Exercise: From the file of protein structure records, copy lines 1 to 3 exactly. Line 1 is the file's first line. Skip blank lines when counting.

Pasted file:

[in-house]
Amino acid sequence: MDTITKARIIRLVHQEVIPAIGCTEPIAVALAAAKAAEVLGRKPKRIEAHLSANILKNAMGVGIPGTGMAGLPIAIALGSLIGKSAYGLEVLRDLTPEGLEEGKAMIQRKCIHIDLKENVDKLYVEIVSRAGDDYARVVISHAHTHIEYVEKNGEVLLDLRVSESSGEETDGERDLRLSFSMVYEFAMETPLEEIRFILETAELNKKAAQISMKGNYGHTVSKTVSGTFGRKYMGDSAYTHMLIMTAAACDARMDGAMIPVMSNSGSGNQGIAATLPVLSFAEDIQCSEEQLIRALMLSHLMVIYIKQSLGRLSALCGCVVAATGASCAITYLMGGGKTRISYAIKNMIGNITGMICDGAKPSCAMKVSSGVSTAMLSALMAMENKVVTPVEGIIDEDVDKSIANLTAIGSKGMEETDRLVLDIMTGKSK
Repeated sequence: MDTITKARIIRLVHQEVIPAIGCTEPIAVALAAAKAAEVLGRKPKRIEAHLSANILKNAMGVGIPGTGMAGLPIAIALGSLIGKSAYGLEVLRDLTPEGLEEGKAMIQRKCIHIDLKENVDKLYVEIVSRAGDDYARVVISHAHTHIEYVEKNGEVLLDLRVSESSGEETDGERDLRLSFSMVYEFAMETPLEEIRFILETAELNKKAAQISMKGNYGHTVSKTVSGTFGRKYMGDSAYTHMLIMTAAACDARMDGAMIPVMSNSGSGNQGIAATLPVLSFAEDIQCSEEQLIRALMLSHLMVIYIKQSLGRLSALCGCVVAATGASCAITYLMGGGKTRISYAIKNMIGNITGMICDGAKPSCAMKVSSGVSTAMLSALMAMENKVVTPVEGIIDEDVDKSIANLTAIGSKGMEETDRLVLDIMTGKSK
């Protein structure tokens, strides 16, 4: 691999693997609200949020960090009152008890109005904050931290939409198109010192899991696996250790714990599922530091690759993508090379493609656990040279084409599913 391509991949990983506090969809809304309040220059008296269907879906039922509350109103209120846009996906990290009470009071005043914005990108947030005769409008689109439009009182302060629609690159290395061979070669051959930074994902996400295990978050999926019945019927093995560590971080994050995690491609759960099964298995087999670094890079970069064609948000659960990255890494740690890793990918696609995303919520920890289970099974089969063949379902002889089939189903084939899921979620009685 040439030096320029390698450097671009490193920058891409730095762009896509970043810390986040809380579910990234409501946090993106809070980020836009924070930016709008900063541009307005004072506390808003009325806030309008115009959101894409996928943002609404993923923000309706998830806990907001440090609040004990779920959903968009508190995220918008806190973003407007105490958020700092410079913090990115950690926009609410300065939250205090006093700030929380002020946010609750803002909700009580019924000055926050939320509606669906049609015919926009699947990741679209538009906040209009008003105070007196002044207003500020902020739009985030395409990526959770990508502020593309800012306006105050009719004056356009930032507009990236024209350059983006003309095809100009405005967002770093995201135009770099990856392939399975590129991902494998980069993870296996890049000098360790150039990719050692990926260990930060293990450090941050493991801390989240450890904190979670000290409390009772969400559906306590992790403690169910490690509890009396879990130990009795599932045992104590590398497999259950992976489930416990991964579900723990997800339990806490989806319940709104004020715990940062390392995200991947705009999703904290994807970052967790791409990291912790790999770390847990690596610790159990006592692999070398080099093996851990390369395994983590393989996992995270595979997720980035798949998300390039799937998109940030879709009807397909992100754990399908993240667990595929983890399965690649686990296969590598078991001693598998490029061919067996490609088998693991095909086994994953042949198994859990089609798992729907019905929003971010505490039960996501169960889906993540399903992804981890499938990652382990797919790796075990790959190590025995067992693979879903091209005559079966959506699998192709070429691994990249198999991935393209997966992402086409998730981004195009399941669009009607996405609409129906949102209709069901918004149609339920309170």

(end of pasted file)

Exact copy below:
[in-house]
Amino acid sequence: MDTITKARIIRLVHQEVIPAIGCTEPIAVALAAAKAAEVLGRKPKRIEAHLSANILKNAMGVGIPGTGMAGLPIAIALGSLIGKSAYGLEVLRDLTPEGLEEGKAMIQRKCIHIDLKENVDKLYVEIVSRAGDDYARVVISHAHTHIEYVEKNGEVLLDLRVSESSGEETDGERDLRLSFSMVYEFAMETPLEEIRFILETAELNKKAAQISMKGNYGHTVSKTVSGTFGRKYMGDSAYTHMLIMTAAACDARMDGAMIPVMSNSGSGNQGIAATLPVLSFAEDIQCSEEQLIRALMLSHLMVIYIKQSLGRLSALCGCVVAATGASCAITYLMGGGKTRISYAIKNMIGNITGMICDGAKPSCAMKVSSGVSTAMLSALMAMENKVVTPVEGIIDEDVDKSIANLTAIGSKGMEETDRLVLDIMTGKSK
Repeated sequence: MDTITKARIIRLVHQEVIPAIGCTEPIAVALAAAKAAEVLGRKPKRIEAHLSANILKNAMGVGIPGTGMAGLPIAIALGSLIGKSAYGLEVLRDLTPEGLEEGKAMIQRKCIHIDLKENVDKLYVEIVSRAGDDYARVVISHAHTHIEYVEKNGEVLLDLRVSESSGEETDGERDLRLSFSMVYEFAMETPLEEIRFILETAELNKKAAQISMKGNYGHTVSKTVSGTFGRKYMGDSAYTHMLIMTAAACDARMDGAMIPVMSNSGSGNQGIAATLPVLSFAEDIQCSEEQLIRALMLSHLMVIYIKQSLGRLSALCGCVVAATGASCAITYLMGGGKTRISYAIKNMIGNITGMICDGAKPSCAMKVSSGVSTAMLSALMAMENKVVTPVEGIIDEDVDKSIANLTAIGSKGMEETDRLVLDIMTGKSK